As the end of the Sprint is approaching, usually in the last few hours before demo or even after, some team member decides to rush activities. What for the whole Sprint (1-4 weeks) and surely till “yesterday” wasn’t possible to complete in 1-2 days, suddenly can be finished in few hours, or it must absolutely be finished before Scrum Master closes the sprint!
Often there is a wrong perception of time and reality and despite team agrees on a clear definition of done, you may hear something like “this is almost done”, “this is basically done”, “this is finished, only waiting for approval”, “we can demo this and deploy it later”. This is a kind of cheating mindset is more dangerous for teams than for organisations.
You can easily recognize the cheating mindset from burn down charts. If most of the Story Points are burned in the last day of the Sprint, (whether or not after long flat lines), there it is. Someone call it the “Hurry Up” burn-down. Someone else the “predictable last-minute Bonanza”. It synthesises any (or all) of the following habits: no Work In Progress limit, no work split in small batches, long living branches, no continuous integration, big stories, no proper work refinement or story understanding, low code maintainability, high rework rate, deployment pain, no swarming, high context switching, no focus.
These and even stranger things can happen in the oblivion of this hidden dark upside down cold world called end of sprint. The deployment and delivery pain that your team is nurturing can turn out into a dangerous demo-gorgon.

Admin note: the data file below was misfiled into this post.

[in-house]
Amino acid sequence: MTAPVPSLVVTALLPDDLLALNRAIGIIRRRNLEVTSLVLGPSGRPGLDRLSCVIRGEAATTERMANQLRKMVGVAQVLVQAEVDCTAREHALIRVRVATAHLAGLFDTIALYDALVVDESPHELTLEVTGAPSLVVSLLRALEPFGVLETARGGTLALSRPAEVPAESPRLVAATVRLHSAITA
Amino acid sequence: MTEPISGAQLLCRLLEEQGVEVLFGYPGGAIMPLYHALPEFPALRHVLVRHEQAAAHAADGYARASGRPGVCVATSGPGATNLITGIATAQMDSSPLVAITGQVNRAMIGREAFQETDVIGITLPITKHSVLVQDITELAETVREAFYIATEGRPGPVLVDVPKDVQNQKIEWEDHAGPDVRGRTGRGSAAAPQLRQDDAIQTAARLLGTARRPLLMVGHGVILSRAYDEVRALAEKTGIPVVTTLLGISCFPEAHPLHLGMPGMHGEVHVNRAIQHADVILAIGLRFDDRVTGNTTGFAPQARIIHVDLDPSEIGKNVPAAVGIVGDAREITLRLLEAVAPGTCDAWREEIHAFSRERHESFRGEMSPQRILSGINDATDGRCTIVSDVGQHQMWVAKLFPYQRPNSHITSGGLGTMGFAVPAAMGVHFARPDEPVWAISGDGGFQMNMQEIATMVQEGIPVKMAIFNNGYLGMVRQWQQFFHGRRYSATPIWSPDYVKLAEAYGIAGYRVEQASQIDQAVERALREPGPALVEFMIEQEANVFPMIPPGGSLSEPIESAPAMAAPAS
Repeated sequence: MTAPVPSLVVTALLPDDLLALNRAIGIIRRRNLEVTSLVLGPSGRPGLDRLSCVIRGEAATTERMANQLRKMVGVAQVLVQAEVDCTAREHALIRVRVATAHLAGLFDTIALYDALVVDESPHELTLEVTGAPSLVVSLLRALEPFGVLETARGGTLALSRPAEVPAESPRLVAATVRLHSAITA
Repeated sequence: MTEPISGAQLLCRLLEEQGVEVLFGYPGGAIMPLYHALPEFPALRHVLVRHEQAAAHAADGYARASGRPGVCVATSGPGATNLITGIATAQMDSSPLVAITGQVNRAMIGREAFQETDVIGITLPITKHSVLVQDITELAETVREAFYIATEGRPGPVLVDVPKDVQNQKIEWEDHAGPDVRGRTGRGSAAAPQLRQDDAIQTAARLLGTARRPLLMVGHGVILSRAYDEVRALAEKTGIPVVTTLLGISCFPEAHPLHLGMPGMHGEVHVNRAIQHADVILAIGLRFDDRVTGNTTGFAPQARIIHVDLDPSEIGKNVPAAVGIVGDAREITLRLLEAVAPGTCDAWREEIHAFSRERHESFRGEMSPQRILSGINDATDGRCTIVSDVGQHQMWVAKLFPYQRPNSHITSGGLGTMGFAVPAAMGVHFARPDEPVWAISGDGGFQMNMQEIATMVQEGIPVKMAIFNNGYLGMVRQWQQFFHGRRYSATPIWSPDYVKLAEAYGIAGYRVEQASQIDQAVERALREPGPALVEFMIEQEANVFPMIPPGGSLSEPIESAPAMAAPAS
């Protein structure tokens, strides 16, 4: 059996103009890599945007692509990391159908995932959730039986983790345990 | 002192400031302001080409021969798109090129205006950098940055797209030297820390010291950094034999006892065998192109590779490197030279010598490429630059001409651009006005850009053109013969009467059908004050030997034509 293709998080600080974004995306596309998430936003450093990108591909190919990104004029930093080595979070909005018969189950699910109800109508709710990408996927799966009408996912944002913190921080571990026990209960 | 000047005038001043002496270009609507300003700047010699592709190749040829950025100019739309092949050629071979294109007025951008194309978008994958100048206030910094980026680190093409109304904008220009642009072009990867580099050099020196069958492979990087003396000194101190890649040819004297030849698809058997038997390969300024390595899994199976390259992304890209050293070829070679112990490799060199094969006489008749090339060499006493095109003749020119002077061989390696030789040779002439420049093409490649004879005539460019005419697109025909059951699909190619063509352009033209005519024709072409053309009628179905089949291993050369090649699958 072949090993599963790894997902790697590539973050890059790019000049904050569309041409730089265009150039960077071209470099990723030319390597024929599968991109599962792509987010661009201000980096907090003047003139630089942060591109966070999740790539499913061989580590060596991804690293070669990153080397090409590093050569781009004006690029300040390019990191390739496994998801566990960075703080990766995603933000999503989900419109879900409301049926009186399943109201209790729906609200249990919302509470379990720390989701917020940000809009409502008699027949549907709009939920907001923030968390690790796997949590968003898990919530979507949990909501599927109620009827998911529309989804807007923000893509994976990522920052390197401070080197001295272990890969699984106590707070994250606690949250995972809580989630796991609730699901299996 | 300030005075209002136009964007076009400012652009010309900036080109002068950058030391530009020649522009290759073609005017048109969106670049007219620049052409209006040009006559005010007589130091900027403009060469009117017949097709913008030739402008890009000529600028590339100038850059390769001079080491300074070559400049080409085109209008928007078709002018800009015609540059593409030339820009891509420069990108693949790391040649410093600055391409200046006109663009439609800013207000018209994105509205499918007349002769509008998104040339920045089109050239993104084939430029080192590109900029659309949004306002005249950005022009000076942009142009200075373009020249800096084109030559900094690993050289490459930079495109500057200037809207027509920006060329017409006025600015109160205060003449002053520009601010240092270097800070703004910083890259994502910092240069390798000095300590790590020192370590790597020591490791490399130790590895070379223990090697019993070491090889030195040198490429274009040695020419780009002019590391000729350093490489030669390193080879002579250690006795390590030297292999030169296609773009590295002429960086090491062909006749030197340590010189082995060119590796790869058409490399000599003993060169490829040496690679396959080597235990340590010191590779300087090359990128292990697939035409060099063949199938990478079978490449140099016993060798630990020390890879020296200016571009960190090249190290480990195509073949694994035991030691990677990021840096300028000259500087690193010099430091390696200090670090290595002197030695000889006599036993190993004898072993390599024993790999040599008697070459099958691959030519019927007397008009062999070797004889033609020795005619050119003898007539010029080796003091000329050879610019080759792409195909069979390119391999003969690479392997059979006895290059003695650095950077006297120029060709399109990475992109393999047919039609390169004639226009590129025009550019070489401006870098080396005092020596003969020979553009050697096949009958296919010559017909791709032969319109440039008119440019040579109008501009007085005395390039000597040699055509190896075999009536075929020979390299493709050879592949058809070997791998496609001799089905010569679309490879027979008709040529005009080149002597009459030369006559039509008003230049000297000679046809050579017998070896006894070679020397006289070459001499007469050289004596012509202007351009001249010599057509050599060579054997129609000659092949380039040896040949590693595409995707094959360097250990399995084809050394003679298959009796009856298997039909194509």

What will happen on the day that the team will be asked to showcase what they have just released in production rather than delivering a demo? Would they find themselves in a new situation (stress)? Would they show something different, mocking things, hiding gaps, fearing to be discovered or blamed (stress)? Would they make extra work the night(s) or morning before (stress)? Are teammates digging each others’ path to burn-out?
Unfortunately burnout can be a real monster that can make things we once loved about our work and life seem insignificant and dull with huge consequences for individuals, teams and organisations.
The good news is that there are many things we can do to minimise risk of burnout, reduce deployment pain, create safer environments, perform better and delivering continuously throughout the sprint. Any sprint.
In my next article, I will talk about some ideas that can be used to minimise these risks. Stay tuned!